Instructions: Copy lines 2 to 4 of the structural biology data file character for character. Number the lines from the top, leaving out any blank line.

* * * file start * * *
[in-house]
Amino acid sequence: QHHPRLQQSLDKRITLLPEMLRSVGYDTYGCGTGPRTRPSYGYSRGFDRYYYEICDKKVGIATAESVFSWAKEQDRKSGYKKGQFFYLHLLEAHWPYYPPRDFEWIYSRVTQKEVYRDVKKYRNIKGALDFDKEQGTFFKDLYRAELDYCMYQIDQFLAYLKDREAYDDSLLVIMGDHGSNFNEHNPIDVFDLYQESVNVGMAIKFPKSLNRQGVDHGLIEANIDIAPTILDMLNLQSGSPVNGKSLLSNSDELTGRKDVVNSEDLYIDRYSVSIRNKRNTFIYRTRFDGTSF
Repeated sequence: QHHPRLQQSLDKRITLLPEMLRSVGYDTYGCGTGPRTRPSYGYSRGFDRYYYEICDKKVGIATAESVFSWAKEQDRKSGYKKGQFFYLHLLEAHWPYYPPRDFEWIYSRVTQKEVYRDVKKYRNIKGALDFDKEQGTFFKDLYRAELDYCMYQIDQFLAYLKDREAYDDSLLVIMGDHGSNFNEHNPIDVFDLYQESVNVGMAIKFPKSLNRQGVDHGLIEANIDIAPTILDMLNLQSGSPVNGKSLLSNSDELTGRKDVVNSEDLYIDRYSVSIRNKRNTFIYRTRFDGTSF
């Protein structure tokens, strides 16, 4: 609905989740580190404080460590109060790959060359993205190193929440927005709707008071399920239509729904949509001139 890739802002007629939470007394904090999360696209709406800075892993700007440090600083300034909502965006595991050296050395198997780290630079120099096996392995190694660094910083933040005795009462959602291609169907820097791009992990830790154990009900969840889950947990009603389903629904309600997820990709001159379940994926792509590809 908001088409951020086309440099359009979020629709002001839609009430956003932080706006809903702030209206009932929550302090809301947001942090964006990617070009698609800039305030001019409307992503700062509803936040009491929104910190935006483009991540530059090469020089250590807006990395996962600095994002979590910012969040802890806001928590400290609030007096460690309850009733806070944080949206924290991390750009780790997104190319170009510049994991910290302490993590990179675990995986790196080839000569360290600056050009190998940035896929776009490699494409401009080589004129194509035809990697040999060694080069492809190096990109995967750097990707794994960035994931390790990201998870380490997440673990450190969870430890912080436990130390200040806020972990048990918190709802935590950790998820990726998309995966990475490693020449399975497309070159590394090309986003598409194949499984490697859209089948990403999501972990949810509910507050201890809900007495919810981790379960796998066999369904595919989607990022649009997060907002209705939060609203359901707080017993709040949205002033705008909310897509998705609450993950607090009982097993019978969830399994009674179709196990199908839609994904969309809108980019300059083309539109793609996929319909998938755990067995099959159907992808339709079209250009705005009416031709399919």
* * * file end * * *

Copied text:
Amino acid sequence: QHHPRLQQSLDKRITLLPEMLRSVGYDTYGCGTGPRTRPSYGYSRGFDRYYYEICDKKVGIATAESVFSWAKEQDRKSGYKKGQFFYLHLLEAHWPYYPPRDFEWIYSRVTQKEVYRDVKKYRNIKGALDFDKEQGTFFKDLYRAELDYCMYQIDQFLAYLKDREAYDDSLLVIMGDHGSNFNEHNPIDVFDLYQESVNVGMAIKFPKSLNRQGVDHGLIEANIDIAPTILDMLNLQSGSPVNGKSLLSNSDELTGRKDVVNSEDLYIDRYSVSIRNKRNTFIYRTRFDGTSF
Repeated sequence: QHHPRLQQSLDKRITLLPEMLRSVGYDTYGCGTGPRTRPSYGYSRGFDRYYYEICDKKVGIATAESVFSWAKEQDRKSGYKKGQFFYLHLLEAHWPYYPPRDFEWIYSRVTQKEVYRDVKKYRNIKGALDFDKEQGTFFKDLYRAELDYCMYQIDQFLAYLKDREAYDDSLLVIMGDHGSNFNEHNPIDVFDLYQESVNVGMAIKFPKSLNRQGVDHGLIEANIDIAPTILDMLNLQSGSPVNGKSLLSNSDELTGRKDVVNSEDLYIDRYSVSIRNKRNTFIYRTRFDGTSF
């Protein structure tokens, strides 16, 4: 609905989740580190404080460590109060790959060359993205190193929440927005709707008071399920239509729904949509001139 890739802002007629939470007394904090999360696209709406800075892993700007440090600083300034909502965006595991050296050395198997780290630079120099096996392995190694660094910083933040005795009462959602291609169907820097791009992990830790154990009900969840889950947990009603389903629904309600997820990709001159379940994926792509590809 908001088409951020086309440099359009979020629709002001839609009430956003932080706006809903702030209206009932929550302090809301947001942090964006990617070009698609800039305030001019409307992503700062509803936040009491929104910190935006483009991540530059090469020089250590807006990395996962600095994002979590910012969040802890806001928590400290609030007096460690309850009733806070944080949206924290991390750009780790997104190319170009510049994991910290302490993590990179675990995986790196080839000569360290600056050009190998940035896929776009490699494409401009080589004129194509035809990697040999060694080069492809190096990109995967750097990707794994960035994931390790990201998870380490997440673990450190969870430890912080436990130390200040806020972990048990918190709802935590950790998820990726998309995966990475490693020449399975497309070159590394090309986003598409194949499984490697859209089948990403999501972990949810509910507050201890809900007495919810981790379960796998066999369904595919989607990022649009997060907002209705939060609203359901707080017993709040949205002033705008909310897509998705609450993950607090009982097993019978969830399994009674179709196990199908839609994904969309809108980019300059083309539109793609996929319909998938755990067995099959159907992808339709079209250009705005009416031709399919």